- 1 Current Projects
- 2 Overview
- 3 Description
- 4 Culture
- 5 History
- 6 Anatomy and Physiology
- 7 Battlefield Tactics/Weaponry
- 8 Post-Covenant
- 9 Appearances
- 10 Halo 2 and Halo 3 Comparison
- 11 Brute Hierarchy
- 12 References
- 13 Project Notes
Draft for Brute (Halo)
|Halo series character|
|First game||Halo 2 (2004)|
The Brutes have been around since before the time of the destruction of the farming planet Harvest, but the Sangheili greatly feared the goals and ambitions of the Brutes and purposefully kept them in low-ranking positions for as long as they possibly could. They seem to have high aspirations, and are extremely zealous in their belief of the Covenant's Great Journey, mainly due to their blind faith in the Covenant. The plot, to have the Jiralhanae put into power over the Elites started with their alliance with the Prophet of Truth during the Battle of Harvest and continued to gain headway until the eventual splitting of the Covenant between Covenant Loyalist Brutes and the Covenant Separatist Elites. They became the Honor Guards of the Prophets after the High Prophet of Regret was slain by the Master Chief, resulting in the removal of the Elites from this traditional role. They protect the Prophets fiercely. They first appear in Halo 2, but only in the cutscenes are they shown until the level, Sacred Icon, but only dead ones are seen. They are first encountered as live enemies in the level Gravemind in Halo 2.
Brutes are of simian origin, they have been said to resemble large gorillas but, in some ways, they also resemble rhinoceroses, with bear-like characteristics. In Halo 2 they also resemble cougars. They have thick, grey skin, and are covered with matted, black, tan, or brown fur-like hair and some have short black coloured beards. Their large, stocky appearance is most likely due to the gravity on their planet, which is about twice the gravity of that on Earth. As they age, the hair will change to a greyish-silver colour, which is a great sign of respect for all the Brutes. They have very sharp teeth and sometimes use them as a weapon. Standing nine feet tall, they are immensely strong even when pierced by multiple bullet wounds (to the point of overpowering a SPARTAN in MJOLNIR armor in hand to hand combat) and fight hand-to-hand if they ever lose their weapon. John-117 barely survived a hand-to-hand battle with one, proving how physically dangerous they are.  The Brutes, with the exception of Tartarus , did not use energy shielding in Halo 2. In Halo 3, all of them are equipped with Power Armor. Brutes speak in deep, gravely voices when speaking human languages; however, they often speak with loud roars and grunts.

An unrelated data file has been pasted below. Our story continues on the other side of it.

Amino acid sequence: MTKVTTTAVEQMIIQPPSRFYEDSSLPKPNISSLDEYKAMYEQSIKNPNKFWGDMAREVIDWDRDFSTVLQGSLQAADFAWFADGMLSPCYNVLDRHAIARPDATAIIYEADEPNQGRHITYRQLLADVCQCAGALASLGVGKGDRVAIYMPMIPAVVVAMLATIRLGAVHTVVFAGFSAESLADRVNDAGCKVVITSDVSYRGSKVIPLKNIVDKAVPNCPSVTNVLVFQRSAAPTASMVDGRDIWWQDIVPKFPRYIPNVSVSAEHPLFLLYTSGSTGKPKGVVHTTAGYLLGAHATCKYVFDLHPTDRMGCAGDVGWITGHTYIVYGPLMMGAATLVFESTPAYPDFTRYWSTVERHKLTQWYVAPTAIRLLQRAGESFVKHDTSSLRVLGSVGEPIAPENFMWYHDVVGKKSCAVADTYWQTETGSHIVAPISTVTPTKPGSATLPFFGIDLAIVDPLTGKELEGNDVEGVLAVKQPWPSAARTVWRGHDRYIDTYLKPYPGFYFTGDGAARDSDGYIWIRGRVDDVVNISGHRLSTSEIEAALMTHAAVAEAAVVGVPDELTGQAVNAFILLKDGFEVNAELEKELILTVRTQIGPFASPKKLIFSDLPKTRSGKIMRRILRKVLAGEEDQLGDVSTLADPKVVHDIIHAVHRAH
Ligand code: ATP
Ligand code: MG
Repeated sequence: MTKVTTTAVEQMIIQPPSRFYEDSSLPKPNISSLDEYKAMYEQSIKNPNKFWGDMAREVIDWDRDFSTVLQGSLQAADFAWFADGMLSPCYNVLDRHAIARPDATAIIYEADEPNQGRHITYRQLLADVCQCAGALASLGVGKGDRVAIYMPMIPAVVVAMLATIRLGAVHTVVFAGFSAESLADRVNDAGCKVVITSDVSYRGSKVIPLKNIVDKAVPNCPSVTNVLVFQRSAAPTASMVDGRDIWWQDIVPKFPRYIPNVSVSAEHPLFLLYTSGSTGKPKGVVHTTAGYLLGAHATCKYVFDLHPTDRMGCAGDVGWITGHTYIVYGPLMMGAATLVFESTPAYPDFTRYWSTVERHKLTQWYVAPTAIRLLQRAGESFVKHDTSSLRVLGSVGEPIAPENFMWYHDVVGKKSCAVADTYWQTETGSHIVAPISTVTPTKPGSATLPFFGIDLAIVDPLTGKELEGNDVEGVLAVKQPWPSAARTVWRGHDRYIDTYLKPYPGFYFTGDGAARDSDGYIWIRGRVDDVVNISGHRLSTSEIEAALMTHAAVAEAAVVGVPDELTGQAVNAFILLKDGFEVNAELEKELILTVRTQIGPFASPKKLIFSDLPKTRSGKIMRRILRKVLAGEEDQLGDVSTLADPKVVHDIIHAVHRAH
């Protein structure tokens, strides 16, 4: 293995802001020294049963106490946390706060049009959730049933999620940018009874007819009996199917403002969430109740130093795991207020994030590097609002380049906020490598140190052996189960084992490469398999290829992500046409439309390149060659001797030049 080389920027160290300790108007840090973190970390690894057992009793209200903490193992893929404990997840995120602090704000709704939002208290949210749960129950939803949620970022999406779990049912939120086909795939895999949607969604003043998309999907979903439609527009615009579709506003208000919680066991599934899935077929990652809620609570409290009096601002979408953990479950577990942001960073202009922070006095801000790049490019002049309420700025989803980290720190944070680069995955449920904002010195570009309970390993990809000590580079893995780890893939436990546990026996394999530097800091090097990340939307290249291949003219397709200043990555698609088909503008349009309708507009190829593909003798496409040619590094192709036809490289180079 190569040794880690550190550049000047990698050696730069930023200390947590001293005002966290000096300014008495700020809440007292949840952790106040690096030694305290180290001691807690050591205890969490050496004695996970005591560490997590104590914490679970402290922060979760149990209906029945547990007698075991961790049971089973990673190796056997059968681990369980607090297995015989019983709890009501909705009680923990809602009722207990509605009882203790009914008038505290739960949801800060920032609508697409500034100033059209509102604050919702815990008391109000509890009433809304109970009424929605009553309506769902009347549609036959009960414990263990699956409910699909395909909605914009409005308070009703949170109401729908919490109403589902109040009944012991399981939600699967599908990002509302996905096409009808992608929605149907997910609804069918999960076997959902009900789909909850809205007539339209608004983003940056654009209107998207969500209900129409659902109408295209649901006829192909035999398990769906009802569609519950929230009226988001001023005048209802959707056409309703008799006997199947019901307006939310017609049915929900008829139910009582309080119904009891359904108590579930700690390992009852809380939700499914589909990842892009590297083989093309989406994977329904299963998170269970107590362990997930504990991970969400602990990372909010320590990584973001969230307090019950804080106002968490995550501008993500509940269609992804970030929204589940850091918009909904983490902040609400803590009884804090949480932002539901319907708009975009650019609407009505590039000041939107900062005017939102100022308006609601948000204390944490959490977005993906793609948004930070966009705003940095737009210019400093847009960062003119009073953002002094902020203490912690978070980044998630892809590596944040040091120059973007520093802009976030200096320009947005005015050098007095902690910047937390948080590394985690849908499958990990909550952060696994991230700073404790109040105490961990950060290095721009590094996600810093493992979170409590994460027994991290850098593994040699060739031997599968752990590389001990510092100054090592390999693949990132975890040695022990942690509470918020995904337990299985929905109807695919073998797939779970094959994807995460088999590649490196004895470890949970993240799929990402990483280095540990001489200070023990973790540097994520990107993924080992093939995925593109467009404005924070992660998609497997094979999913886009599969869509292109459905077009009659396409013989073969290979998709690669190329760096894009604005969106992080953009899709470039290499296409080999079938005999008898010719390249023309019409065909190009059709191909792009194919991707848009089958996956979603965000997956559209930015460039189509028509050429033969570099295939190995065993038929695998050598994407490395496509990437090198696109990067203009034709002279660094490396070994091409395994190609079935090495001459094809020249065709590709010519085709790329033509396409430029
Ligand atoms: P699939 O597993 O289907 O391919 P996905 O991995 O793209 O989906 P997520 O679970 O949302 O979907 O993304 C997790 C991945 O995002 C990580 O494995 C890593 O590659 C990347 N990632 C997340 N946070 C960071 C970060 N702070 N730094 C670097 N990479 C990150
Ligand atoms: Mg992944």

Brutes are extremely zealous creatures, known for their willingness to cling to ancient, bloody traditions and are deep believers in the promise of the Great Journey and in the Forerunners. Their home is war-torn, and the creatures are known for their particular joy in vicious activity, complimented by regimented discipline.
They prefer using weapons from their homeworld rather than the Covenant standard-issue plasma-based firearms. Brute weapons are notable for being extremely dangerous, somewhat primitive and brutal, and always featuring a blade attachment such as the Spiker, Mauler, Brute Shot, and the Gravity Hammer. These weapons show their barbaric nature. Although they do have their own type of plasma rifle, it is only found in Halo 2 (the rifle is red, but fires twice as fast as its blue counterpart, also causing it to overheat twice as fast). This type of plasma rifle was removed in Halo 3. However, it is proven that Brutes favour shotguns over all Human weapons.
In general, Brutes have a pronounced dislike of the Sangheili, due to the fact that they believe that they are better protectors of the Prophets than the Elites. The Prophet of Truth took advantage of this to ignite the Great Schism during the events of Halo 2.